Lundy

We had a fab sail from Milford Haven to Lundy, about 45 miles, about 12 - 15 knots of west, going round to south-westerly meant that we could get the cruising chute out, only for an hour or so before the wind went too far forward and built up, after a near broach we dropped it! Nice while it lasted but it's quite a lot of sail, and there's a sense of apprehension in the air while it's up.

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A granite rock 3 miles long by half a mile wide and up to 400 feet high, in the Bristol Channel, Lundy now belongs to the national Trust, has a few inhabitants, some holiday accommodation, including a lighthouse, a lot of wildlife; birds, marine life, some livestock; cattle and sheep. There's a pub, The Marisco Tavern, the hub of Island life was full to bursting on Saturday night, serving excellent Lundy ale and food.
We anchored in Landing Bay, sheltered from the south-westerly that had blown up, a notoriously unsettled anchorage, we were concerned that we might have a rough night, but there are some places that are worth it!

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Landing Bay

We took the dinghy ashore, walked up to the village, and then along the central track to the north tip of the island, retuning via a smaller path around the east coast. By this time, past 5pm, there was no-one else out walking, the day visitors who come to the island on M S Oldenburg had departed, we had the paths to ourselves, almost....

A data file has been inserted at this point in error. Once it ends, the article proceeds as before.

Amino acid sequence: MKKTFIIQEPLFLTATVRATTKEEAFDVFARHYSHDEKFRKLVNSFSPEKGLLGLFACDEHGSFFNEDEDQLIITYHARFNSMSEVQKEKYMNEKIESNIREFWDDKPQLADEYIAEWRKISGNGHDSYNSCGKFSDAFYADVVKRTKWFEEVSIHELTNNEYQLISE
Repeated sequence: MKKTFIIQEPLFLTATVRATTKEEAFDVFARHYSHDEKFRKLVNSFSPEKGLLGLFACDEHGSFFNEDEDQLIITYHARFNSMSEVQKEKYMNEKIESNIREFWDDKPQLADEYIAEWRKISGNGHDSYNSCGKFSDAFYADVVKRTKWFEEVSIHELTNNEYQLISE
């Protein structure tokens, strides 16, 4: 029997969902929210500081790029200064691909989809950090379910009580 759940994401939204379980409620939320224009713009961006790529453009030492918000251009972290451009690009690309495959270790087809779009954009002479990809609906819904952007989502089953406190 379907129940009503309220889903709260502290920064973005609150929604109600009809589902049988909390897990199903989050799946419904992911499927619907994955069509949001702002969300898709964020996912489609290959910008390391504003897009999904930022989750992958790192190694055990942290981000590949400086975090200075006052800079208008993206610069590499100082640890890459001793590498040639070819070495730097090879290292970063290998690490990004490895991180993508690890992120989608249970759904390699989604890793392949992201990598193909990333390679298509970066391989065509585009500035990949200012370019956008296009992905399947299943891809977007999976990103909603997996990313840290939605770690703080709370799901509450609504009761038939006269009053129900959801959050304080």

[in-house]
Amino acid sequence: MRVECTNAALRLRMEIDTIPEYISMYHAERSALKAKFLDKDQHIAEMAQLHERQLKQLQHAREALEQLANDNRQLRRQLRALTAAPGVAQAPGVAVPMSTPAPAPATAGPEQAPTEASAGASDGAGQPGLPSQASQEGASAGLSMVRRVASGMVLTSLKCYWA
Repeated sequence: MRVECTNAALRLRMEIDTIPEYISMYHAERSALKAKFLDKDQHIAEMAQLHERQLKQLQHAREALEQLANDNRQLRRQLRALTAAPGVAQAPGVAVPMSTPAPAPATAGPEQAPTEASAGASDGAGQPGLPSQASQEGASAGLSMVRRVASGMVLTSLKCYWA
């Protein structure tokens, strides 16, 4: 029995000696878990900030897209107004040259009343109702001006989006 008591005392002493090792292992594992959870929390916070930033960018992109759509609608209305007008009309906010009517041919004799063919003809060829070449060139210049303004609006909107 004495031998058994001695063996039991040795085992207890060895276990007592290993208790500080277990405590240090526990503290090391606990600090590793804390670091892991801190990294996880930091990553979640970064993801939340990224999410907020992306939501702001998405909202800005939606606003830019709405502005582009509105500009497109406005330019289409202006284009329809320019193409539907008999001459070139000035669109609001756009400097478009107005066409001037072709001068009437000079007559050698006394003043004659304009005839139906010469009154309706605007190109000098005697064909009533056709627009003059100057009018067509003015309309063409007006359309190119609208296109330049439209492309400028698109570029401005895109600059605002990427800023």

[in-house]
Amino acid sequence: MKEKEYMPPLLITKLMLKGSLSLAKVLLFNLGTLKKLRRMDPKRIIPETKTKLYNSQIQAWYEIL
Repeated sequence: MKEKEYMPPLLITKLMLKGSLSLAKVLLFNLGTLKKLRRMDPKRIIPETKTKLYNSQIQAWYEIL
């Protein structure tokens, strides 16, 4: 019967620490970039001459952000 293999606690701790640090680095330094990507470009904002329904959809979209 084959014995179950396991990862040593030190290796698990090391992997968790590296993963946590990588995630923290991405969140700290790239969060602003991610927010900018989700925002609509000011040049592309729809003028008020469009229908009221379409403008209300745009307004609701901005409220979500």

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Oh my! We were much more disturbed by his presence than he was by ours.

As we scrambled along the coast path a bird of prey caught Chris's eye, it landed on a rock I got some photos and then watched as it took off, joined by it's mate swooped with incredible speed and agility hunting along the cliffs. There were experts on hand to identify it when we got back to the tavern, turns out we had seen a pair of peregrine falcons! The island is such a rich food source it is able to sustain five pairs.

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We enjoyed a delicious pint but returned to the boat for supper, it was getting late and Chris wanted to be aboard when the tide turned in case Bliss dragged her anchor, so he was charged with the task of catching our supper. Lundy has the U.K.s first fishing 'no take zone', there is no fishing allowed on a large proportion of the coast, but Landing Bay is an exception and with three casts he caught four mackerel! We threw the smallest back and enjoyed the others with some new potatoes and veg; simple, delicious.
Our anchor held fast, our neighbour wasn't so lucky and needed to reset his, in the dark. We had a decent night's sleep but by morning the swell had built up and that roly poly business had reached an uncomfortable level, we wouldn't be spending a second night there.